Much has been made about the train in The Underground Railroad by Colson Whitehead, specifically that it’s an actual train and not a metaphorical one that people ride to escape slavery. Because of all this commentary, I thought, going into the book, that Cora, the escaped slave protagonist of the novel, would spend more time riding the rails than she actually does.. Cora rides the train a few times, but stops for long spells between stations, in different states, and experiences different states of freedom and enslavement.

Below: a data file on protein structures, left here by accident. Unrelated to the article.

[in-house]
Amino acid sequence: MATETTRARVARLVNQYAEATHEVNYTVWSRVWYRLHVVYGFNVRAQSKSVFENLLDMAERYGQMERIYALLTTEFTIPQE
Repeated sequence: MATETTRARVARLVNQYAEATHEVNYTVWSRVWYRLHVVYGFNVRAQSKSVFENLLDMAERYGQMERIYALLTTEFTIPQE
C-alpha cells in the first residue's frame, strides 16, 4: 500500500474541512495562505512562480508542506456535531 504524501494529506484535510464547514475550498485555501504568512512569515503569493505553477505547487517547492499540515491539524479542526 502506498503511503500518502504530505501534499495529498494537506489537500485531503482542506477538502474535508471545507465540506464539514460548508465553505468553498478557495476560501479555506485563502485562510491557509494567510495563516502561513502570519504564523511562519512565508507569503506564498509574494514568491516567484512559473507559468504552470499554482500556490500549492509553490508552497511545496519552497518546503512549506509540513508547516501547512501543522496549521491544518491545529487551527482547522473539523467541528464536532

The most fantastic thing about the train is its unpredictability. It doesn’t follow a regular schedule, and the riders can never be sure where they will arrive next. Each stop is in a different state, and each state has its own treatment of the slave. If the plantation life that Cora flees is one that we reader might recognize as familiar– slave cabins, deprivation, field work, mercurial and cruel masters — each stop on Cora’s journey takes us into less familiar literary narratives about slavery and racial injustice. At one stop, Cora is seemingly treated as a respected member of society, until she realizes that blacks are the subjects of a systematic sterility program. At another stop, blacks are being lynched out of existence and so she is hidden in the false ceiling of an attic for months (shades of Anne Frank?). At another stop, she is given a job (a job!) working in a museum, but it turns out she is merely a live figure in a diorama about slave life. The white people watch her from outside the glass like an animal in a cage. It’s just weird and disturbing. All the while, Cora is being chased by a slave catcher named Ridgeway, who eventually does catch up with her. But I won’t tell anymore… Continue reading